Prague, December 28, 1866
. . . By the last act I was ready for a fresh surprise. Here's how the solemn procession of Mikhail's coronation was managed: at first Venetians from the Council of Ten, followed by doges, then French troubadors and, finally, under a canopy carried by German pages, Tzar Mikhail passed by in the costume of the King of Sicily from Robert. . . Also I must tell you that evidently A Life for the Tzar doesn't please the local public. (There were very few there.) Nor will local musicians be pleased, for such heads as Shornik32 and Smetana33 can understand nothing sensible that steps out of the German frame. Interesting to wonder how they'll receive A Life for the Tzar (V Praze) as revised by me. Now the public attends only operas that are immediately understandable or that suit their vulgar German taste, like Troubador or Wilhelm Tell, and if A Life for the Tzar is given, it will be only because of the Russophile tendencies of certain local leaders, for example Rieger, who received me very kindly . . .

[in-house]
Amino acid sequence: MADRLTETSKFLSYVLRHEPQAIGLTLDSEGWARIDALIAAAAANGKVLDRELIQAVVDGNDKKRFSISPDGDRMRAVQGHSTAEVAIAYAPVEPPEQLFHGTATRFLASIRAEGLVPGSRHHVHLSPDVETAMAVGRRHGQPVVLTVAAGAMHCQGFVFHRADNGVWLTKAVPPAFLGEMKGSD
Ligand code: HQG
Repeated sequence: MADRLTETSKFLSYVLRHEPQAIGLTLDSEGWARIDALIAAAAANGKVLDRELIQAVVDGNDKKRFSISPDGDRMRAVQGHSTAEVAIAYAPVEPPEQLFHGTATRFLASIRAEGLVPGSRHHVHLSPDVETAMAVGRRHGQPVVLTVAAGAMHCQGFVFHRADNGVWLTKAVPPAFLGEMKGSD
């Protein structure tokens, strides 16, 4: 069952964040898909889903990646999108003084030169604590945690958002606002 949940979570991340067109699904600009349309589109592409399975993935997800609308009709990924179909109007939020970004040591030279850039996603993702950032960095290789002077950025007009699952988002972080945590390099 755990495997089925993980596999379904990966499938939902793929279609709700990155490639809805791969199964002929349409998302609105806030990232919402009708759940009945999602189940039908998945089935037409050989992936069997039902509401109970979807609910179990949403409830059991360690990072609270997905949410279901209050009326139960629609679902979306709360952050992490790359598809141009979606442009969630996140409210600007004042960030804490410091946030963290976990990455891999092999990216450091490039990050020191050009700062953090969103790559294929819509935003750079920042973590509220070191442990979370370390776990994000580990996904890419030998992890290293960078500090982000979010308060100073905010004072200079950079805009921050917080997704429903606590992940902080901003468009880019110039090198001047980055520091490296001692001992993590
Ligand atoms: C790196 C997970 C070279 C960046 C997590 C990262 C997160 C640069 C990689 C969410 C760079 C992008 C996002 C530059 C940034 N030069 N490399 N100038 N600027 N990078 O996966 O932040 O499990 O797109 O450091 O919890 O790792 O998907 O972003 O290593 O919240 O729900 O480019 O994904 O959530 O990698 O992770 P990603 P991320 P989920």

Prague. January 9, 1867